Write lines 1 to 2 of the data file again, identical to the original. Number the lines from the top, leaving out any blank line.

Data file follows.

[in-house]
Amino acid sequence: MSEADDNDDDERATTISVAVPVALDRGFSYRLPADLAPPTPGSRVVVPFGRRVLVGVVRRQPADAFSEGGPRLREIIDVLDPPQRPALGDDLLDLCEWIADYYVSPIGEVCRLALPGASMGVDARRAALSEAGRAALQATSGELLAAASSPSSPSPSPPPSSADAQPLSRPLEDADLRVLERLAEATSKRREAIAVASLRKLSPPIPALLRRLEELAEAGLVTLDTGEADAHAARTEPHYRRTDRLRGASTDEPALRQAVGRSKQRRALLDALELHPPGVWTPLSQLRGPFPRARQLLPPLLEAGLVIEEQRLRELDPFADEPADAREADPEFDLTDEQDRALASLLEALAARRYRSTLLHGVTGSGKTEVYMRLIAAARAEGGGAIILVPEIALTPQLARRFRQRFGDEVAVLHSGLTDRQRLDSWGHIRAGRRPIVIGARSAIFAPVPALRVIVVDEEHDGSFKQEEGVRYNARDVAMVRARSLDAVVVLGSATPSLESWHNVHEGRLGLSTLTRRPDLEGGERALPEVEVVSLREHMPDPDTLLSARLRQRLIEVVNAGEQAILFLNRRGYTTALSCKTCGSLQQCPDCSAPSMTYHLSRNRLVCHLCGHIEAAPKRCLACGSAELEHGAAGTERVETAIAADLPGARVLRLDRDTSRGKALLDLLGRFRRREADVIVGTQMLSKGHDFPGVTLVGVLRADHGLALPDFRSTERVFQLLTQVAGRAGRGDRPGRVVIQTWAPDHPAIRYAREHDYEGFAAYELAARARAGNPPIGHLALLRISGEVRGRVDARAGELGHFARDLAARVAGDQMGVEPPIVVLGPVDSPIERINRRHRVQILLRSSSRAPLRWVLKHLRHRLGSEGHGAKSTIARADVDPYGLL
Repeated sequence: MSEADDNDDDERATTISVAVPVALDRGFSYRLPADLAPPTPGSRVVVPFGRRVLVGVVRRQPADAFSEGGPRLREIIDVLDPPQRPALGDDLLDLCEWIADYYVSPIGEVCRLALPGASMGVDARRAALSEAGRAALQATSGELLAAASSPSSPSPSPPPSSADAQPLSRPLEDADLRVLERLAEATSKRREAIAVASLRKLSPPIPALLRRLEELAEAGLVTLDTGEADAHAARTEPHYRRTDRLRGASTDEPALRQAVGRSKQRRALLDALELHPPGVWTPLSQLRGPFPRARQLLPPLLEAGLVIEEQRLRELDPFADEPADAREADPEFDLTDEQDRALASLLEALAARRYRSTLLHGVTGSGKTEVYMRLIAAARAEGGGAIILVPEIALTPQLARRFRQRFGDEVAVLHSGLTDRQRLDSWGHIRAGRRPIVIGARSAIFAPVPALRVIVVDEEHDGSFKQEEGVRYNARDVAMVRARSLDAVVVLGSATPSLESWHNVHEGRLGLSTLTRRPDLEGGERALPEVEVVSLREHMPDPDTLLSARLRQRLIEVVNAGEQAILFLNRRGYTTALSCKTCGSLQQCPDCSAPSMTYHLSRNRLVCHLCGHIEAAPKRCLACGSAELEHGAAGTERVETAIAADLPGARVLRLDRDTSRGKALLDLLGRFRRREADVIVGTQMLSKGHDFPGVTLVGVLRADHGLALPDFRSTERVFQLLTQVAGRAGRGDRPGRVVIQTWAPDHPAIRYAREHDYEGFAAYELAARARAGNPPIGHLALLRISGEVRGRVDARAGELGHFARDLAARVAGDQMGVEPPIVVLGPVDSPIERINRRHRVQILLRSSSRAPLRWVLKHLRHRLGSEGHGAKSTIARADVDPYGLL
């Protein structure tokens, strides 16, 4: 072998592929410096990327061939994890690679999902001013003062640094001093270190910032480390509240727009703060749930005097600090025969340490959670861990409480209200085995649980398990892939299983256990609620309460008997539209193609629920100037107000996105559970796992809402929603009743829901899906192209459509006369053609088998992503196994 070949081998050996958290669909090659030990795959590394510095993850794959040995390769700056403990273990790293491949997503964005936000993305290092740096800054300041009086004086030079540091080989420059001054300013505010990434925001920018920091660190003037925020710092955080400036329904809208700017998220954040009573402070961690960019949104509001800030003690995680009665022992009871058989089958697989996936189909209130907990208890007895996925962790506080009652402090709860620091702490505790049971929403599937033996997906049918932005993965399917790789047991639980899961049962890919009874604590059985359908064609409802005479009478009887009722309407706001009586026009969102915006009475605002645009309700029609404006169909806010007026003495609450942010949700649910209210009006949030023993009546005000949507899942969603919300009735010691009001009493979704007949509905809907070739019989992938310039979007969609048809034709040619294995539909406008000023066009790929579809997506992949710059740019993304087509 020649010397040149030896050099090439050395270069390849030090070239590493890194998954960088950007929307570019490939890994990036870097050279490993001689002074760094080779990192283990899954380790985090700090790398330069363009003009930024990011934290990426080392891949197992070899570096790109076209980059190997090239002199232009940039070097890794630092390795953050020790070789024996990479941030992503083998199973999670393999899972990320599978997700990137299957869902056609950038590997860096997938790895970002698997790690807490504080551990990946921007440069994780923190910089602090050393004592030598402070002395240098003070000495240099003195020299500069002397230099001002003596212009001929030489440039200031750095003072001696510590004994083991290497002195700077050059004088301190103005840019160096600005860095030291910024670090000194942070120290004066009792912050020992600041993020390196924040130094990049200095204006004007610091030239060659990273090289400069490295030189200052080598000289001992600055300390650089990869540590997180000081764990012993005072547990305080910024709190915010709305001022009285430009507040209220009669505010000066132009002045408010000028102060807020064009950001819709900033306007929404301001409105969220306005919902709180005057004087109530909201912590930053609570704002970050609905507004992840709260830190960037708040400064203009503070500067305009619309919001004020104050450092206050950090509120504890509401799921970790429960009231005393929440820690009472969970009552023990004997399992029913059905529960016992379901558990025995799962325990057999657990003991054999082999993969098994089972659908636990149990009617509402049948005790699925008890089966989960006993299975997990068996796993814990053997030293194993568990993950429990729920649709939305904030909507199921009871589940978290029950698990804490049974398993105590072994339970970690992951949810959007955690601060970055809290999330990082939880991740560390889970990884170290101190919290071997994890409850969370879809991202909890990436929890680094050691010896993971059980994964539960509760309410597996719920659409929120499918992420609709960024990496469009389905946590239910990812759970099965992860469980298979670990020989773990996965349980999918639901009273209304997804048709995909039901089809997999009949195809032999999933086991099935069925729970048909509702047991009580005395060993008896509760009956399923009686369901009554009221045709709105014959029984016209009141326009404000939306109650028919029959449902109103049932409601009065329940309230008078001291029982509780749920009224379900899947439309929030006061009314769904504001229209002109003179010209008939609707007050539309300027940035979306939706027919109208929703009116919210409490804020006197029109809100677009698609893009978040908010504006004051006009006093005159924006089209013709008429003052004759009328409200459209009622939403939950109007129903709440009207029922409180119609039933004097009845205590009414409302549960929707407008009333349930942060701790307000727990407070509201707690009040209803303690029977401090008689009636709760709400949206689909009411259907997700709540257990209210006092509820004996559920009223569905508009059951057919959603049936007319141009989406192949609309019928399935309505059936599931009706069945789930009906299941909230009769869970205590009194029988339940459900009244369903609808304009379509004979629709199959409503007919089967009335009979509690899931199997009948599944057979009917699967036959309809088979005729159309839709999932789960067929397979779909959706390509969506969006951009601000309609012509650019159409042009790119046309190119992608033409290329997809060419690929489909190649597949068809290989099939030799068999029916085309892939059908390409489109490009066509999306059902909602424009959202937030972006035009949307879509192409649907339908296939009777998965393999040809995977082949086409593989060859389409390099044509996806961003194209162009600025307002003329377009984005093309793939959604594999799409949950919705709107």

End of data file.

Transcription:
[in-house]
Amino acid sequence: MSEADDNDDDERATTISVAVPVALDRGFSYRLPADLAPPTPGSRVVVPFGRRVLVGVVRRQPADAFSEGGPRLREIIDVLDPPQRPALGDDLLDLCEWIADYYVSPIGEVCRLALPGASMGVDARRAALSEAGRAALQATSGELLAAASSPSSPSPSPPPSSADAQPLSRPLEDADLRVLERLAEATSKRREAIAVASLRKLSPPIPALLRRLEELAEAGLVTLDTGEADAHAARTEPHYRRTDRLRGASTDEPALRQAVGRSKQRRALLDALELHPPGVWTPLSQLRGPFPRARQLLPPLLEAGLVIEEQRLRELDPFADEPADAREADPEFDLTDEQDRALASLLEALAARRYRSTLLHGVTGSGKTEVYMRLIAAARAEGGGAIILVPEIALTPQLARRFRQRFGDEVAVLHSGLTDRQRLDSWGHIRAGRRPIVIGARSAIFAPVPALRVIVVDEEHDGSFKQEEGVRYNARDVAMVRARSLDAVVVLGSATPSLESWHNVHEGRLGLSTLTRRPDLEGGERALPEVEVVSLREHMPDPDTLLSARLRQRLIEVVNAGEQAILFLNRRGYTTALSCKTCGSLQQCPDCSAPSMTYHLSRNRLVCHLCGHIEAAPKRCLACGSAELEHGAAGTERVETAIAADLPGARVLRLDRDTSRGKALLDLLGRFRRREADVIVGTQMLSKGHDFPGVTLVGVLRADHGLALPDFRSTERVFQLLTQVAGRAGRGDRPGRVVIQTWAPDHPAIRYAREHDYEGFAAYELAARARAGNPPIGHLALLRISGEVRGRVDARAGELGHFARDLAARVAGDQMGVEPPIVVLGPVDSPIERINRRHRVQILLRSSSRAPLRWVLKHLRHRLGSEGHGAKSTIARADVDPYGLL